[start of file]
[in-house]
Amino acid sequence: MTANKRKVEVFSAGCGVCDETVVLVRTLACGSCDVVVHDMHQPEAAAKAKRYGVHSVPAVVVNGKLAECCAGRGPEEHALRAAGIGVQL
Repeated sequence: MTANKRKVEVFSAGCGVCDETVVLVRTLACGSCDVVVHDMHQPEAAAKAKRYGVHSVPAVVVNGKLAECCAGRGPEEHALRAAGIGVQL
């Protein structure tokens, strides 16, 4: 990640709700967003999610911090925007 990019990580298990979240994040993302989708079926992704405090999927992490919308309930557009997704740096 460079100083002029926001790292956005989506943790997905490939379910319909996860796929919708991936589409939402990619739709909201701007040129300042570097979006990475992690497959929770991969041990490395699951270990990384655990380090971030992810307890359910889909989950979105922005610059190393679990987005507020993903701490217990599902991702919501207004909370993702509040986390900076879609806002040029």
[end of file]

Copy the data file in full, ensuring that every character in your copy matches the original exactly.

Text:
[in-house]
Amino acid sequence: MTANKRKVEVFSAGCGVCDETVVLVRTLACGSCDVVVHDMHQPEAAAKAKRYGVHSVPAVVVNGKLAECCAGRGPEEHALRAAGIGVQL
Repeated sequence: MTANKRKVEVFSAGCGVCDETVVLVRTLACGSCDVVVHDMHQPEAAAKAKRYGVHSVPAVVVNGKLAECCAGRGPEEHALRAAGIGVQL
């Protein structure tokens, strides 16, 4: 990640709700967003999610911090925007 990019990580298990979240994040993302989708079926992704405090999927992490919308309930557009997704740096 460079100083002029926001790292956005989506943790997905490939379910319909996860796929919708991936589409939402990619739709909201701007040129300042570097979006990475992690497959929770991969041990490395699951270990990384655990380090971030992810307890359910889909989950979105922005610059190393679990987005507020993903701490217990599902991702919501207004909370993702509040986390900076879609806002040029």